Some of the factors include not being true to who you are, feelings of loneliness, isolation, and alienation, and a lack of understanding and support from friends and family when it's needed most. He also provides essential information on resources for getting help. Revealing how even the most successful people can suffer from depression, DMC offers inspiration for everyone in pain--information and insight that he hopes can help save other lives.

Date Added: 04/29/2019


Hunger

by Roxane Gay

From the New York Times bestselling author of Bad Feminist: a searingly honest memoir of food, weight, self-image, and learning how to feed your hunger while taking care of yourself. “I ate and ate and ate in the hopes that if I made myself big, my body would be safe. I buried the girl I was because she ran into all kinds of trouble. I tried to erase every memory of her, but she is still there, somewhere. . . . I was trapped in my body, one that I barely recognized or understood, but at least I was safe.”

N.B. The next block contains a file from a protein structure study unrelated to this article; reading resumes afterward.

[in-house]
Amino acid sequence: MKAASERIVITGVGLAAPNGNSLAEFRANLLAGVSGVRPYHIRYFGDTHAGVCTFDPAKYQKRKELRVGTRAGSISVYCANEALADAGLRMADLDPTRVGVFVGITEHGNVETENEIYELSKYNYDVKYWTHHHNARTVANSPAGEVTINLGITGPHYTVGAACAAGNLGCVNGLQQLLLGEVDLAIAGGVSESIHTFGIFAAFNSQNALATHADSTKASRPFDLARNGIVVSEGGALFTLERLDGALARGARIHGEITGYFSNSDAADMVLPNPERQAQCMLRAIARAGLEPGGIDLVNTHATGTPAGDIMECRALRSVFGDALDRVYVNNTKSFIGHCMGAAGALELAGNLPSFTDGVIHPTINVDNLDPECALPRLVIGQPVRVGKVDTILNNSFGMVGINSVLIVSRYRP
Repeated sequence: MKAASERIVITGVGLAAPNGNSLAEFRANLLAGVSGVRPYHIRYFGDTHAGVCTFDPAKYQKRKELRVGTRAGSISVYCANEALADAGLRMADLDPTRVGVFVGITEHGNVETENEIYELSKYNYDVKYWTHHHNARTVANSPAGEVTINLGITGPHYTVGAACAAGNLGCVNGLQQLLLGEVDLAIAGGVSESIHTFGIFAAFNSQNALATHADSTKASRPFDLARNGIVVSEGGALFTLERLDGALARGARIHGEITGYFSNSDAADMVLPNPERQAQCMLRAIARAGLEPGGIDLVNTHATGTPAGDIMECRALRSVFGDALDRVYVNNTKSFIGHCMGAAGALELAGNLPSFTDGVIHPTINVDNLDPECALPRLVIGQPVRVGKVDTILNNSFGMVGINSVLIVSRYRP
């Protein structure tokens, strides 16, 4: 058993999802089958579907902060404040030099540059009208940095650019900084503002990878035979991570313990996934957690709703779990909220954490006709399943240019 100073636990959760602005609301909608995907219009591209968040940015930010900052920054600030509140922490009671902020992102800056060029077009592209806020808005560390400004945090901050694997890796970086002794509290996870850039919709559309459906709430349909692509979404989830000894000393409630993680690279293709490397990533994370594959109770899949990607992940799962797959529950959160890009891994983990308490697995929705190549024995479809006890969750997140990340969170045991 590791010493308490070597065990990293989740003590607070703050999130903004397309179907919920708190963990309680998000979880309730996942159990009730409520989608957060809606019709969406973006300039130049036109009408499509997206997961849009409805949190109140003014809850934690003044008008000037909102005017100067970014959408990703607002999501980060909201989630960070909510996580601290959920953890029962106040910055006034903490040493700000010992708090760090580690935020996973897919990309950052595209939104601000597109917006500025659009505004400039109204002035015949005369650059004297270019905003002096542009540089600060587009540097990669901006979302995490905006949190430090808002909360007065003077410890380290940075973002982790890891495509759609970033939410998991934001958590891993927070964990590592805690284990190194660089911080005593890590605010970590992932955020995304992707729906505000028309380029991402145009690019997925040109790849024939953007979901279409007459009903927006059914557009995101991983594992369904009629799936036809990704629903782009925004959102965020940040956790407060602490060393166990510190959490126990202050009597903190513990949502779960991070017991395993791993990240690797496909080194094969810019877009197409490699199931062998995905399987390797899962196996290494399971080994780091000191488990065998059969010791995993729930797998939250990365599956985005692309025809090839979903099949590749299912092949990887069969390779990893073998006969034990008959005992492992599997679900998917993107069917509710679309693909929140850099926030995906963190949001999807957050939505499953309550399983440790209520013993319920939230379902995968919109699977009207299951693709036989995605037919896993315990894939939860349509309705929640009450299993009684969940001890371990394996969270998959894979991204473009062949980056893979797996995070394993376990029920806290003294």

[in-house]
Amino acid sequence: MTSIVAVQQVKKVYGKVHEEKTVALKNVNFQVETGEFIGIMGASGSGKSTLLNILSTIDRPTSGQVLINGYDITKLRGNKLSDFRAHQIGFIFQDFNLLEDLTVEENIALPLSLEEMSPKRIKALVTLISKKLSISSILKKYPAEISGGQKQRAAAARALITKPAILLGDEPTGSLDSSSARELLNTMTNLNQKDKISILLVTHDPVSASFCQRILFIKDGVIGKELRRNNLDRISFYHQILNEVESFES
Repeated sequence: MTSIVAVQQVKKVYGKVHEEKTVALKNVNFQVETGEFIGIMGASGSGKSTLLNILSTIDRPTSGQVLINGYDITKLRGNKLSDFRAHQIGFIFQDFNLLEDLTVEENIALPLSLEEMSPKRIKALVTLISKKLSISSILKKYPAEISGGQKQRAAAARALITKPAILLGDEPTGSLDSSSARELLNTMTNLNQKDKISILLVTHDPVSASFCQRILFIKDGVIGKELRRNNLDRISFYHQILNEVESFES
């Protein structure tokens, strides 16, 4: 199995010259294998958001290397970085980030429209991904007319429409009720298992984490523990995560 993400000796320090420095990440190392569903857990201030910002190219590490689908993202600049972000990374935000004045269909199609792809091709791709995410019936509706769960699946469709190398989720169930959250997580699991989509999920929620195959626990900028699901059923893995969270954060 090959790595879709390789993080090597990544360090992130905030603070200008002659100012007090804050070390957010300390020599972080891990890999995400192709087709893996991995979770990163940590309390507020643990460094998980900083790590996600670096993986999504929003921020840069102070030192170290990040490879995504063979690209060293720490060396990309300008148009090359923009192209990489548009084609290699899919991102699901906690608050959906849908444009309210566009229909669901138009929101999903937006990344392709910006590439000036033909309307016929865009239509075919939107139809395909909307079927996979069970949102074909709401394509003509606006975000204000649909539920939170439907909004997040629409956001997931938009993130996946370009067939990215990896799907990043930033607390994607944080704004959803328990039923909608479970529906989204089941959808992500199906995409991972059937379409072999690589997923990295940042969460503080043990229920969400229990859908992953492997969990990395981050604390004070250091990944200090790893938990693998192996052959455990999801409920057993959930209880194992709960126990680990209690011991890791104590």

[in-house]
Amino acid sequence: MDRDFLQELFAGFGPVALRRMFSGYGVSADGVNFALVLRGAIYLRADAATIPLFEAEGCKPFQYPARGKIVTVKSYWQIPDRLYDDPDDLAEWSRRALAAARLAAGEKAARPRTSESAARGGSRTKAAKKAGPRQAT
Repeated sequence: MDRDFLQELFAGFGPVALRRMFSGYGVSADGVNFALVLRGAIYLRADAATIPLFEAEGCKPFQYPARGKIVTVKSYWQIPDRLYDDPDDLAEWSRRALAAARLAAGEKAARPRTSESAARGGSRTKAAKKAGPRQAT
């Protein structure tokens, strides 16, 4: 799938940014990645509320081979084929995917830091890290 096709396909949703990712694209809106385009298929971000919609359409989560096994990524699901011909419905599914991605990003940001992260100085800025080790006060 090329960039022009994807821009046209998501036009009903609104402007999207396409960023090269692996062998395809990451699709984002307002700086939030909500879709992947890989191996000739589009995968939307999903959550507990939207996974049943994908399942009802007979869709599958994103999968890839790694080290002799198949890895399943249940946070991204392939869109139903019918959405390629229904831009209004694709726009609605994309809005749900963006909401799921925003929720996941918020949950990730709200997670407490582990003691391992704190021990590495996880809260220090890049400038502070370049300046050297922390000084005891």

In her phenomenally popular essays and long-running Tumblr blog, Roxane Gay has written with intimacy and sensitivity about food and body, using her own emotional and psychological struggles as a means of exploring our shared anxieties over pleasure, consumption, appearance, and health. As a woman who describes her own body as “wildly undisciplined,” Roxane understands the tension between desire and denial, between self-comfort and self-care. In Hunger, she explores her past—including the devastating act of violence that acted as a turning point in her young life—and brings readers along on her journey to understand and ultimately save herself.